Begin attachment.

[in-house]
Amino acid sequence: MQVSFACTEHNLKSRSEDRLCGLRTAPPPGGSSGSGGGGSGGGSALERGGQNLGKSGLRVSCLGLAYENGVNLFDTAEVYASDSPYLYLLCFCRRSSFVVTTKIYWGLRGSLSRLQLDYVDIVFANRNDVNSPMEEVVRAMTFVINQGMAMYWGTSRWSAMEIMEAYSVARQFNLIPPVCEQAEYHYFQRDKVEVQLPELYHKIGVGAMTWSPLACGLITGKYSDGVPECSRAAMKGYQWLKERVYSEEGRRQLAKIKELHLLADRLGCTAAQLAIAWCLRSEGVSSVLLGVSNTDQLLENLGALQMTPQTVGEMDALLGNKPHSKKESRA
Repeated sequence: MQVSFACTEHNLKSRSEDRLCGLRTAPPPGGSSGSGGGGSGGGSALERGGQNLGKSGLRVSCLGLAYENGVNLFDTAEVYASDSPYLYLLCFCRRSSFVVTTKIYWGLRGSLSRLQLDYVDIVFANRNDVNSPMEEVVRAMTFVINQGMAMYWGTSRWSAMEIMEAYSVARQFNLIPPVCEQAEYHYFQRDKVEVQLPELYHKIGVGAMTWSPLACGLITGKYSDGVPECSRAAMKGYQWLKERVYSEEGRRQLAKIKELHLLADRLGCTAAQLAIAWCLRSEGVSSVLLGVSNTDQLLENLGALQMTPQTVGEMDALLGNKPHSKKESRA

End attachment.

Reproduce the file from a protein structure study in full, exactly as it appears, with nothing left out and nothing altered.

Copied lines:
[in-house]
Amino acid sequence: MQVSFACTEHNLKSRSEDRLCGLRTAPPPGGSSGSGGGGSGGGSALERGGQNLGKSGLRVSCLGLAYENGVNLFDTAEVYASDSPYLYLLCFCRRSSFVVTTKIYWGLRGSLSRLQLDYVDIVFANRNDVNSPMEEVVRAMTFVINQGMAMYWGTSRWSAMEIMEAYSVARQFNLIPPVCEQAEYHYFQRDKVEVQLPELYHKIGVGAMTWSPLACGLITGKYSDGVPECSRAAMKGYQWLKERVYSEEGRRQLAKIKELHLLADRLGCTAAQLAIAWCLRSEGVSSVLLGVSNTDQLLENLGALQMTPQTVGEMDALLGNKPHSKKESRA
Repeated sequence: MQVSFACTEHNLKSRSEDRLCGLRTAPPPGGSSGSGGGGSGGGSALERGGQNLGKSGLRVSCLGLAYENGVNLFDTAEVYASDSPYLYLLCFCRRSSFVVTTKIYWGLRGSLSRLQLDYVDIVFANRNDVNSPMEEVVRAMTFVINQGMAMYWGTSRWSAMEIMEAYSVARQFNLIPPVCEQAEYHYFQRDKVEVQLPELYHKIGVGAMTWSPLACGLITGKYSDGVPECSRAAMKGYQWLKERVYSEEGRRQLAKIKELHLLADRLGCTAAQLAIAWCLRSEGVSSVLLGVSNTDQLLENLGALQMTPQTVGEMDALLGNKPHSKKESRA